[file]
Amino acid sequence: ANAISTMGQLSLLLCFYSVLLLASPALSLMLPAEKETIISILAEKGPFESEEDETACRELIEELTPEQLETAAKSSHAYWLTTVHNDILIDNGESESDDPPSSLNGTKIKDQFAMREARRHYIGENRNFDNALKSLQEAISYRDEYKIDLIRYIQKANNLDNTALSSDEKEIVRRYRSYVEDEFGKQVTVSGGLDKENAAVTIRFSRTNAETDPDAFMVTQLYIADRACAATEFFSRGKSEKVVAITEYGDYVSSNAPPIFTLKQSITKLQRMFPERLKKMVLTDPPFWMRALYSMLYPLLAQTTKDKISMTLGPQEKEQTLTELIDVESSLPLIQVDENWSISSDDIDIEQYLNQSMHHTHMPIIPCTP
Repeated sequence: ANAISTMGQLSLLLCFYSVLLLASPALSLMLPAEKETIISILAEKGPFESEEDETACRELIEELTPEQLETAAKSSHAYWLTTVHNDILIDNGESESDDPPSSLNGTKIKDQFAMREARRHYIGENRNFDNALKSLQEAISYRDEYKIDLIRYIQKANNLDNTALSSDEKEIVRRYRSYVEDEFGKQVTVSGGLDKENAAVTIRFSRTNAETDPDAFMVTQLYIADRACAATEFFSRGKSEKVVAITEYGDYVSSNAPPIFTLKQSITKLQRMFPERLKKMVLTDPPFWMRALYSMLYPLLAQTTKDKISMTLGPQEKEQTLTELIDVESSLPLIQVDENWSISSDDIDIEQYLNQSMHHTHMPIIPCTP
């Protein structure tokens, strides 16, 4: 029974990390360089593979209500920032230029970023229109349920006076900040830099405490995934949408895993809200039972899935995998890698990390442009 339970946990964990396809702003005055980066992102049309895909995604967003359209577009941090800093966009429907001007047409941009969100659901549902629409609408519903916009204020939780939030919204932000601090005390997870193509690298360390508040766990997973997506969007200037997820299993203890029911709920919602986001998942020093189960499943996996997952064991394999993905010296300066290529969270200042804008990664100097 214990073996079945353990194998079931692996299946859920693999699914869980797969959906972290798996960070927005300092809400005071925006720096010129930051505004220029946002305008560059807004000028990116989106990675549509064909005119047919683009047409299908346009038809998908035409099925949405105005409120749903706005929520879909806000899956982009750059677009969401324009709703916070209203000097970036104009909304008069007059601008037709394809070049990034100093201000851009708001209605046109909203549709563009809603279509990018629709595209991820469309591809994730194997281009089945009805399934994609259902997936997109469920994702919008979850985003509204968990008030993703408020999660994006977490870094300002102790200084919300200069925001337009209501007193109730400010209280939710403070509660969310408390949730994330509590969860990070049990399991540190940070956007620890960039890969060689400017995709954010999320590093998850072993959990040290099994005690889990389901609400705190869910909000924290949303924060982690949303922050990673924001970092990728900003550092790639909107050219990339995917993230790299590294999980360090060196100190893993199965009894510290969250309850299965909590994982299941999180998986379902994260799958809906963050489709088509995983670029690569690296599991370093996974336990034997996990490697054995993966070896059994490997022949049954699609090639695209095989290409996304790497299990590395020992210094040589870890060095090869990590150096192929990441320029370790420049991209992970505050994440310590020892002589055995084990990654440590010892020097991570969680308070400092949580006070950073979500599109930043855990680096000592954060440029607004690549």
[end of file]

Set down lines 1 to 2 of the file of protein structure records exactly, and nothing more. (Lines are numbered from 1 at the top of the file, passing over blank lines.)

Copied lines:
Amino acid sequence: ANAISTMGQLSLLLCFYSVLLLASPALSLMLPAEKETIISILAEKGPFESEEDETACRELIEELTPEQLETAAKSSHAYWLTTVHNDILIDNGESESDDPPSSLNGTKIKDQFAMREARRHYIGENRNFDNALKSLQEAISYRDEYKIDLIRYIQKANNLDNTALSSDEKEIVRRYRSYVEDEFGKQVTVSGGLDKENAAVTIRFSRTNAETDPDAFMVTQLYIADRACAATEFFSRGKSEKVVAITEYGDYVSSNAPPIFTLKQSITKLQRMFPERLKKMVLTDPPFWMRALYSMLYPLLAQTTKDKISMTLGPQEKEQTLTELIDVESSLPLIQVDENWSISSDDIDIEQYLNQSMHHTHMPIIPCTP
Repeated sequence: ANAISTMGQLSLLLCFYSVLLLASPALSLMLPAEKETIISILAEKGPFESEEDETACRELIEELTPEQLETAAKSSHAYWLTTVHNDILIDNGESESDDPPSSLNGTKIKDQFAMREARRHYIGENRNFDNALKSLQEAISYRDEYKIDLIRYIQKANNLDNTALSSDEKEIVRRYRSYVEDEFGKQVTVSGGLDKENAAVTIRFSRTNAETDPDAFMVTQLYIADRACAATEFFSRGKSEKVVAITEYGDYVSSNAPPIFTLKQSITKLQRMFPERLKKMVLTDPPFWMRALYSMLYPLLAQTTKDKISMTLGPQEKEQTLTELIDVESSLPLIQVDENWSISSDDIDIEQYLNQSMHHTHMPIIPCTP